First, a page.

He's 65th in NBA history in career box plus/minus and 30th in wins over replacement player. Hall of Fame cases aren't built on analytics, but the Matrix should have a strong argument to get in with or without them.

Lines of the Week

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    John Raoux/Associated Press

    We've already witnessed 42 games of 40 or more points from NBA players this season. The league is on pace for 124, which would be the third-most in a season. Only 2018-19 and 1961-62 (a year in which Wilt Chamberlain had 63 by himself) featured more.

    So, it may come as little surprise that this edition of "Lines of the Week" will feature a handful of 40-point outings. There were seven this week alone.

       

    James Harden, Dec. 13: 36 minutes, 54 points (19-of-31 from the field, 10-of-15 from three, 6-of-6 from the line), seven assists, five rebounds, three blocks, two steals, 46.2 game score.

    Two days after he dropped 55 points with only five free-throw attempts, Harden opened this week with a 54-point, six-free-throw performance. Maybe he doesn't need the charity stripe as much as some think.

    What's really wild here is that it's Harden's fourth game of the season with a 40-plus game score (tracked since 1983-84). He had 10 such performances in 2018-19, which is tied with 1988-89 Michael Jordan for the most in a single season. He's also on pace for 12 in 2019-20.

         

    Giannis Antetokounmpo, Dec. 16: 34 minutes, 48 points (18-of-31 from the field, 1-of-6 from three, 11-of-16 from the line), 14 rebounds, four assists, one steal, one block, 37.6 game score

    What may be most impressive about Giannis' numbers this season is how little time he needs to get them.

    This season, his average game score per 36 minutes is 29.7, which would be an all-time high. And oh, the 2019-20 versions of Harden and Luka Doncic are currently on track to round out the top three on that all-time list.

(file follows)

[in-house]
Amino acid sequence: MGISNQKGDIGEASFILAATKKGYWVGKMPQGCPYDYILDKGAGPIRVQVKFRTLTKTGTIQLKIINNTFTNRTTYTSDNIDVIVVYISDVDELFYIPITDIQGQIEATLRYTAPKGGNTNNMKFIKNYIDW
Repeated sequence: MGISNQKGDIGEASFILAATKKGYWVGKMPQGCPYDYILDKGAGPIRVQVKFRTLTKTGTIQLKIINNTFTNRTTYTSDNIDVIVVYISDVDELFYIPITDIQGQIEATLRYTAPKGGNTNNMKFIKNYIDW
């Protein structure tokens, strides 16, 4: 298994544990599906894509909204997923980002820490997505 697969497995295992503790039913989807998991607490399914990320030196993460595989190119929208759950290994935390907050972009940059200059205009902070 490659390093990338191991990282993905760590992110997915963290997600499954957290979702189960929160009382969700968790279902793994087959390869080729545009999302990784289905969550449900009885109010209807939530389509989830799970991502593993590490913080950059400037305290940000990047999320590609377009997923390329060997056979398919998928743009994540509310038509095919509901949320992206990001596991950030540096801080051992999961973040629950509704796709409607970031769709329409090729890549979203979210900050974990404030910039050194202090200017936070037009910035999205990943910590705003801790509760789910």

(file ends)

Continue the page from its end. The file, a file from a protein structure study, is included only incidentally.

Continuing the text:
Nikola Jokic, Dec. 14: 35 minutes, 28 points (11-of-14 from the field, 3-of-6 from three, 3-of-4 from the line), 14 rebounds, 12 assists, one steal, 32.4 game score

    As noted above, Jokic appears to be back. And with his 32nd career triple-double, he now trails Fat Lever by 11 for the franchise lead in that category.

    Those two are head and shoulders above the field. The rest of the list has combined for 29 total triple-doubles.

          

    The 40-Point Club

    In addition to the Harden and Giannis lines detailed above, Paul George, Jaren Jackson Jr., Trae Young, Luka Doncic and Kawhi Leonard all broke 40 this week. There were three more 39-point games.

    Many people point to pace as a possible reason for the uptick in individual stats, but that's really not it. The current average pace of 100.7 possessions per 48 minutes is still lower than it was in the '80s.

    The real culprit may just be a philosophical shift in how stars are deployed. The top 20 of the all-time leaderboard for single-season usage percentages is packed with recent seasons. There are three 2019-20 campaigns in the top nine.

    Superstars now control loads more possessions than they did in the past, even on teams that move the ball pretty well like the Dallas Mavericks and Milwaukee Bucks.

    Perhaps there will one day be some regression on this front, but you can't blame certain teams for leaning into it. As long as they score at rates comparable to the Mavericks, Bucks and Houston Rockets, there's little reason to deviate.

Matchups to Watch

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    This section is a piece of holiday cake this week.

    The league did a heck of a job picking a Christmas Day slate of games. Only two have serious dud potential, and that's because of injuries.

    The tanking and Stephen Curry-less, Klay Thompson-less Golden State Warriors should get walloped by the Houston Rockets. The Zion Williamson-less New Orleans Pelicans are going to have a tough time competing with the Nuggets in Denver.

    The other three games all have a chance to be great.

    • Boston Celtics at Toronto Raptors, 12 p.m. ET
    • Milwaukee Bucks at Philadelphia 76ers, 2:30 p.m. ET
    • Los Angeles Clippers at Los Angeles Lakers, 8 p.m. ET

    All six of those teams have legitimate shots to be in the Finals. Add the Rockets and Nuggets and we can up the number to eight total teams in action on Christmas Day who could eventually make that stage. 

    We have two teams with great depth facing off first. Giannis Antetokounmpo is always appointment viewing, especially if Joel Embiid is opposite him. And of course, the battle for Staples Center might be the biggest draw.

    So, start planning your exit-from-family-functions strategy now (or just convert the clan to basketball on Christmas Day). Find a good spot to settle in for several hours and enjoy a slate of NBA action as full as the turkey platter.

         

    All stats, unless otherwise indicated, courtesy of Basketball Reference and current heading into games on Thursday.